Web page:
They also matter in script-writing: In Ever After, starring Drew Barrymore and Dougray Scott, some of the dialogue lines are just downright embarrassing – especially those of Anjelica Huston: They go to the trouble of being opulent and period-accurate in costumes, locations and scene dressings, and then throw in lines like Relax, child and I’m management! The editor in me cringes.
One man’s smile is another man’s smirk; one woman’s grin is another woman’s sneer. Now, on to the next item on my list of editing revisions!
Here’s our next lineup of odd jobs. While each job is on the list for a reason, the most humorous is probably the traffic zebra of Bolivia – there are dozens of them, and they direct traffic, help people cross safely, and undoubtedly keep drivers more alert. The job most teenagers would kill for is that of the video game tester; imagine getting paid to play computer games all day! For me it would very much depend on the game – I love games like the Riven series, but games that have free-roaming views (smoothly following the mouse movements) give me a migraine after an hour…
Of all the jobs in this list, I think the one that captures my imagination the most is the Sommelier; not as a job, but because I like wine! Recently my husband and I drank a bottle together, and we decided that it wasn’t complete without watching one of our favourite films, “A Good Year” – it did make it taste better. I also like tea, but I would prefer to stick to Earl Grey, curl up in my favourite chair and read a good book – what I’ll be doing next. So enjoy the lineup, and then go and read a good book with your favourite cuppa!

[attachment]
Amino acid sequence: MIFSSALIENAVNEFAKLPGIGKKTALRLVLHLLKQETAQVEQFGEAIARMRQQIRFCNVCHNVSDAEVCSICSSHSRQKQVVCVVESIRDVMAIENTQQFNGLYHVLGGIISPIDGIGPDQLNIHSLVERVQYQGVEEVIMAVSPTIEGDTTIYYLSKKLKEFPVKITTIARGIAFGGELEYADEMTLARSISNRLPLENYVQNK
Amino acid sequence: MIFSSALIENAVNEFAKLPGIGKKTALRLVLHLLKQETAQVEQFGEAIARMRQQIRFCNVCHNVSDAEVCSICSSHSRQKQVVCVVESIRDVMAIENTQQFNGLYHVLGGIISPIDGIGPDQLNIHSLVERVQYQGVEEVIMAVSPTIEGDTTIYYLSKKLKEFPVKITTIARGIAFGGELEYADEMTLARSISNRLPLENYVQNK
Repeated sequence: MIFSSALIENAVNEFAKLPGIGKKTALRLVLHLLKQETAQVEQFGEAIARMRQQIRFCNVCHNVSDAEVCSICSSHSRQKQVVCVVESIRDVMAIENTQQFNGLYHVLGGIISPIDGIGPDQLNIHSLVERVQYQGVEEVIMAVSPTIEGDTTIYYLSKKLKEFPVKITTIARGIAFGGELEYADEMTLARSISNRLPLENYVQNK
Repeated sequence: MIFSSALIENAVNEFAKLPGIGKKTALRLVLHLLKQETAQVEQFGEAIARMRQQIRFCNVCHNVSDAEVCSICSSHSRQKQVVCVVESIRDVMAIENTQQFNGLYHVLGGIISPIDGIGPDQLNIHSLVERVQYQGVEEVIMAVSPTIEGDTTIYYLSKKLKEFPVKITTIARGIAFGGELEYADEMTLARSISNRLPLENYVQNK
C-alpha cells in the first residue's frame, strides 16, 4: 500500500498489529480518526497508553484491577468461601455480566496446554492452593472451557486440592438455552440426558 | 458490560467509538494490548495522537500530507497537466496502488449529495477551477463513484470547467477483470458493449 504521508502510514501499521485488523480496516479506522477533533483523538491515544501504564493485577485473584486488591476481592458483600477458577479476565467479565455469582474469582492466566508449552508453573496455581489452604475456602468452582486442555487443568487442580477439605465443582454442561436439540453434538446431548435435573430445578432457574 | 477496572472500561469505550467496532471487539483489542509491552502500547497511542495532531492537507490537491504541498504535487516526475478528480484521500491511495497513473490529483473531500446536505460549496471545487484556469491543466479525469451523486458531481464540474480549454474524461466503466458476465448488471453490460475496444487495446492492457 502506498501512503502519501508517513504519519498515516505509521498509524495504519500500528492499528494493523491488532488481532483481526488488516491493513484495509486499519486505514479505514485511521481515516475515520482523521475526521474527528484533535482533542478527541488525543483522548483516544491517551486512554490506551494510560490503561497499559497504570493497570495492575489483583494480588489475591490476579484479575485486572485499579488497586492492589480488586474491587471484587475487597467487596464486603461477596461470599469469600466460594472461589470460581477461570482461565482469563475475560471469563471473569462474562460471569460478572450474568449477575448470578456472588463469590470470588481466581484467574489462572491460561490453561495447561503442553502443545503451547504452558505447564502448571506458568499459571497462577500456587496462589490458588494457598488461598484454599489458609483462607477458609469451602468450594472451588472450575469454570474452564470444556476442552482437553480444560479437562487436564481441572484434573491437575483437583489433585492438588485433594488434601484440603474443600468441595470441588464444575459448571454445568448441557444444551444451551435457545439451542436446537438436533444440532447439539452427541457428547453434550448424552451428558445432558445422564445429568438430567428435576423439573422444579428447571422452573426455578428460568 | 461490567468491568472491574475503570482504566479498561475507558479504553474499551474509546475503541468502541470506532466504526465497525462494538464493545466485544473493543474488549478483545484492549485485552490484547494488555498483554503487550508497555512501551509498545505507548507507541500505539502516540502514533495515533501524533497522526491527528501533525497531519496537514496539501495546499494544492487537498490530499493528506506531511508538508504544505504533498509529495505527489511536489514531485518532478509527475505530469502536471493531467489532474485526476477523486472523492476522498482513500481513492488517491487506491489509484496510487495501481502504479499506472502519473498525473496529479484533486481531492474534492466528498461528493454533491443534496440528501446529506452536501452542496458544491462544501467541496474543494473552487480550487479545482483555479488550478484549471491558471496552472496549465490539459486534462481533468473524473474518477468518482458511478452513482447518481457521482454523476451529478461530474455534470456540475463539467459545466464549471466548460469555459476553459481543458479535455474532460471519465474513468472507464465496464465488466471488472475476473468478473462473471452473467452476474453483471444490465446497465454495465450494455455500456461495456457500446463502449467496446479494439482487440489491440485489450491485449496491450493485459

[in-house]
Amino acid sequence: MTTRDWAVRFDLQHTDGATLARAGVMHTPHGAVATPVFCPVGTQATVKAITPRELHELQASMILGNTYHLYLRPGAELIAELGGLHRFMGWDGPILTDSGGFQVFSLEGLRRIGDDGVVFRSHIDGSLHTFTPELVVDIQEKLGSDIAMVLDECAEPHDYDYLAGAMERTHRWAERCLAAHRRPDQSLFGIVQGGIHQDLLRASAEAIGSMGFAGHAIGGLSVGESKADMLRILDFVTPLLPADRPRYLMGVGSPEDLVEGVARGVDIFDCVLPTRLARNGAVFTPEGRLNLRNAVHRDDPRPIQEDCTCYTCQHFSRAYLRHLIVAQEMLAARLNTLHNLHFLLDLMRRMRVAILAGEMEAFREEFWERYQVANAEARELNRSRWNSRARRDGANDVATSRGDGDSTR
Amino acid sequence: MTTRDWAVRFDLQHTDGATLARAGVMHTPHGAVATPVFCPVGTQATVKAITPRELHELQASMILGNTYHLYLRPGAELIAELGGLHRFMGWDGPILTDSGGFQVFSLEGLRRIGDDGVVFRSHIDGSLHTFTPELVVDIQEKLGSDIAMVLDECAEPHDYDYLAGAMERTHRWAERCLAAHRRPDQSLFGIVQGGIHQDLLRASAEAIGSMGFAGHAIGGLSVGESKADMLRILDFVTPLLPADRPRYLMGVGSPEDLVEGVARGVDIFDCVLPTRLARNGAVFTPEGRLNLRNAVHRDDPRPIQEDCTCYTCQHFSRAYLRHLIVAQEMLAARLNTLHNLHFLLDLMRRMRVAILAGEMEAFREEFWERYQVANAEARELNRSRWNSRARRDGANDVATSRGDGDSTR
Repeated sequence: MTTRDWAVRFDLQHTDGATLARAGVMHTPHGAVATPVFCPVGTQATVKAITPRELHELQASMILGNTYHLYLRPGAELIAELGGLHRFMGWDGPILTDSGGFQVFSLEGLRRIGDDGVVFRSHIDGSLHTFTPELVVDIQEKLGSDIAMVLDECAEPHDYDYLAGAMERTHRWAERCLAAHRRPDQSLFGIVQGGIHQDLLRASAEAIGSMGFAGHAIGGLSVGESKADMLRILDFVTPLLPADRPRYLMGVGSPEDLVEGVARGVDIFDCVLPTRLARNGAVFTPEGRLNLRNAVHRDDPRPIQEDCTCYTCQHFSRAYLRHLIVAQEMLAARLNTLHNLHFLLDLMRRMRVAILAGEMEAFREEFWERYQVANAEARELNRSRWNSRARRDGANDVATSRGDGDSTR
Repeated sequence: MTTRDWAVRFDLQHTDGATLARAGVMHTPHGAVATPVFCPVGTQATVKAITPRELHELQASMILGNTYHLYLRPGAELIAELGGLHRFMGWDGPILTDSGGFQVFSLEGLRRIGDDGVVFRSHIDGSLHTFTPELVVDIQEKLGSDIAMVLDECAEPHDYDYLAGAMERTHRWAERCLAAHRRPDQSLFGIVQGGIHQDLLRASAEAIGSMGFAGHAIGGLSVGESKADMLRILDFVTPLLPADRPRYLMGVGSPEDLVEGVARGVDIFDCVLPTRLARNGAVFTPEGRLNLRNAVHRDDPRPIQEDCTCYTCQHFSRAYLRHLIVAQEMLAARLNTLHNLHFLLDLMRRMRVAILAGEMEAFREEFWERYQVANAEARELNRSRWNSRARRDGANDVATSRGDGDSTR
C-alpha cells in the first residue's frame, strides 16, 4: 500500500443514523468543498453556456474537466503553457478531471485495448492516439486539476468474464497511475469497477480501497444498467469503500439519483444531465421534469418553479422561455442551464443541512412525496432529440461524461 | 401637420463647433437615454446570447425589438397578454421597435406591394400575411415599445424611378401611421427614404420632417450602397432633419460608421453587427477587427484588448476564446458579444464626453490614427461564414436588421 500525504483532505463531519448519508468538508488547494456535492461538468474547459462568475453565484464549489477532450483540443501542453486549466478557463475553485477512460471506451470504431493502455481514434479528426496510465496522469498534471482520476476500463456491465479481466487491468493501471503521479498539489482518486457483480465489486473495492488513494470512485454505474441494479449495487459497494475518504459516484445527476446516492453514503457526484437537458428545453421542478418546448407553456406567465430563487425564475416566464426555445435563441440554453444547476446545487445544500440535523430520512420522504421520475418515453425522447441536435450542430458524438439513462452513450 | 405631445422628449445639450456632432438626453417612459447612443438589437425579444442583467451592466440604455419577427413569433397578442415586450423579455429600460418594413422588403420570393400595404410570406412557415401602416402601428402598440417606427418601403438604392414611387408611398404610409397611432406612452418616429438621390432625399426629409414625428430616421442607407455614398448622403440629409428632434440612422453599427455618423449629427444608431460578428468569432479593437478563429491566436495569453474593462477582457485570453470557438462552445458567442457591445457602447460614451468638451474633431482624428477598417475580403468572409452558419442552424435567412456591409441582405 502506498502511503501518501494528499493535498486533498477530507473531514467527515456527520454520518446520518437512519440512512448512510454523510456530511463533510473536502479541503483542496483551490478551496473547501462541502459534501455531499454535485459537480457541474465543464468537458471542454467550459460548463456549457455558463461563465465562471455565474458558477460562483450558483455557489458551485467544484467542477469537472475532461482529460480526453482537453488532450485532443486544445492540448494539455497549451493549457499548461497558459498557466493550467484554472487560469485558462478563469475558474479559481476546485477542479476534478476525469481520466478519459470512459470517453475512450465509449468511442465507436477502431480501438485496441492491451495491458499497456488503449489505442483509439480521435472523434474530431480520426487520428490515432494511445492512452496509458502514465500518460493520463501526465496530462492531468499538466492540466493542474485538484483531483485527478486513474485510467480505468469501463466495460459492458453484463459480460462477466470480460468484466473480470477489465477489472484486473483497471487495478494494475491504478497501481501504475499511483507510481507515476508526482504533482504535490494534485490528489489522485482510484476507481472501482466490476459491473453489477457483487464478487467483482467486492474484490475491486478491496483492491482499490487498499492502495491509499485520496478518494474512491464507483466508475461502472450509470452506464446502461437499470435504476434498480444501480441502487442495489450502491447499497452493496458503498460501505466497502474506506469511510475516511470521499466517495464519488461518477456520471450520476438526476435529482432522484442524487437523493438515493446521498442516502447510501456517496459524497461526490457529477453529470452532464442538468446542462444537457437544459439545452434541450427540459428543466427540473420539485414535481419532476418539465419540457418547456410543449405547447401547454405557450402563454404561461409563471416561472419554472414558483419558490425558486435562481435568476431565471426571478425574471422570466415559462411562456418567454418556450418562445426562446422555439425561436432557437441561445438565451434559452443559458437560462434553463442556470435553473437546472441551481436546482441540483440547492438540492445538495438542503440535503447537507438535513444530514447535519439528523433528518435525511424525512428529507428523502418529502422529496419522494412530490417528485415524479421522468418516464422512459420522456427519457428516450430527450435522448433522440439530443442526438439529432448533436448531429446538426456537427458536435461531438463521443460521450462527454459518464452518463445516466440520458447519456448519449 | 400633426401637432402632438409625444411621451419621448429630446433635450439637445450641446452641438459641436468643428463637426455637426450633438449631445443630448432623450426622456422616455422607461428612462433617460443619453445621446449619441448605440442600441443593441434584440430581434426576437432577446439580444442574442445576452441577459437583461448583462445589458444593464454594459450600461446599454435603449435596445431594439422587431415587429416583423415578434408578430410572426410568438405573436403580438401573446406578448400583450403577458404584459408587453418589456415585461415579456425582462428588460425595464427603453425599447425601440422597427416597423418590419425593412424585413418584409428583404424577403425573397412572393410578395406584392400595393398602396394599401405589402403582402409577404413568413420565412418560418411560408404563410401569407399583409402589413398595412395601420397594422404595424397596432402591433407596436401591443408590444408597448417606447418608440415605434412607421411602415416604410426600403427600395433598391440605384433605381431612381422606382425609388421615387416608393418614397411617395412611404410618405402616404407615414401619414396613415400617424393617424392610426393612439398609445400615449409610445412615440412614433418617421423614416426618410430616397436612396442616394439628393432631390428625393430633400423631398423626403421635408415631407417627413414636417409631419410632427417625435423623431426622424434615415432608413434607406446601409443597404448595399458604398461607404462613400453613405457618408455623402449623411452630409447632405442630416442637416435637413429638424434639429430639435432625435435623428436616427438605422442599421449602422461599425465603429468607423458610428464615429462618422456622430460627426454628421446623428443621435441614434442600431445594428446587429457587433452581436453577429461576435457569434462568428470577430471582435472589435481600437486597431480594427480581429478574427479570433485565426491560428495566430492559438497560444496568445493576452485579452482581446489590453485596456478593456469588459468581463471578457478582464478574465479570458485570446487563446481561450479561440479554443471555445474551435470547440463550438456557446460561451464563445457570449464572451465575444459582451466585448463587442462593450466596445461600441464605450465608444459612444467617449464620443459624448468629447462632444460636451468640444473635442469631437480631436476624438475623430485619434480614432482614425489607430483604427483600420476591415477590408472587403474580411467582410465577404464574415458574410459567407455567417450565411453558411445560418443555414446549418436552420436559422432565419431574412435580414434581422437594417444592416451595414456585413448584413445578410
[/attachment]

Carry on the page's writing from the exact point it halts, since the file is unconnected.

- Sommelier (Wine Steward)
- Swan Uppers (England) This ceremony dates back to the 12th
- Tampon Tester: Check all sizes of tampons for absorbency and cord strength in accordance with FDA standards. Most testers check up to 125 pieces per day.
- Tea Taster
- Teddy Bear Repair Technician
- Traffic Zebras (Bolivia)
- Trend Hunter: Closely related to marketing, it’s a profession to find out what’s going to be cool next, and predicting it accurately for fashion and tech companies as well as manufacturing businesses.
- Veterinary Acupuncturist
- Vibration Consultant: Works with architects and engineers to advise and correct noise and vibration issues in construction projects and in the manufacturing of products.
- Video Game Tester: For eight hours a day, five days a week, a group of males and females of all ages play video games. They repeat levels, games and characters, looking for any bugs and/or glitches in the software.